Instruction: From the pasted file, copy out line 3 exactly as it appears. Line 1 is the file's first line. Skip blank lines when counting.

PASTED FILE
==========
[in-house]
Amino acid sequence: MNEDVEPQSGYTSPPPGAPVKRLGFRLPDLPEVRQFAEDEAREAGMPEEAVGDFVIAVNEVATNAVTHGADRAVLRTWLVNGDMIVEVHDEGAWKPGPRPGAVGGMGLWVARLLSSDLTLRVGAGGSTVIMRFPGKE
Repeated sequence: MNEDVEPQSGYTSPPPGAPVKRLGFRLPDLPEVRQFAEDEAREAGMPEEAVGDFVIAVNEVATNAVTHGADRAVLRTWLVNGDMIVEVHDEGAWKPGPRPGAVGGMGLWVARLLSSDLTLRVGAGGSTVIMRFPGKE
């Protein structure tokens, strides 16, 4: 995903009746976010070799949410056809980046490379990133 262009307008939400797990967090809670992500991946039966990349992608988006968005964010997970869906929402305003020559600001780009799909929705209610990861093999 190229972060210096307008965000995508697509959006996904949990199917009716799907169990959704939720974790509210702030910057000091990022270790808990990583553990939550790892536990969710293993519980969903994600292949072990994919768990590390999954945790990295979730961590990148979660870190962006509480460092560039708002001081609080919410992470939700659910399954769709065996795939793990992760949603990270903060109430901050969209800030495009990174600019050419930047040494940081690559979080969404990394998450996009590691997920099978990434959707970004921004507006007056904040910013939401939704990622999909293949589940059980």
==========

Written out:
Repeated sequence: MNEDVEPQSGYTSPPPGAPVKRLGFRLPDLPEVRQFAEDEAREAGMPEEAVGDFVIAVNEVATNAVTHGADRAVLRTWLVNGDMIVEVHDEGAWKPGPRPGAVGGMGLWVARLLSSDLTLRVGAGGSTVIMRFPGKE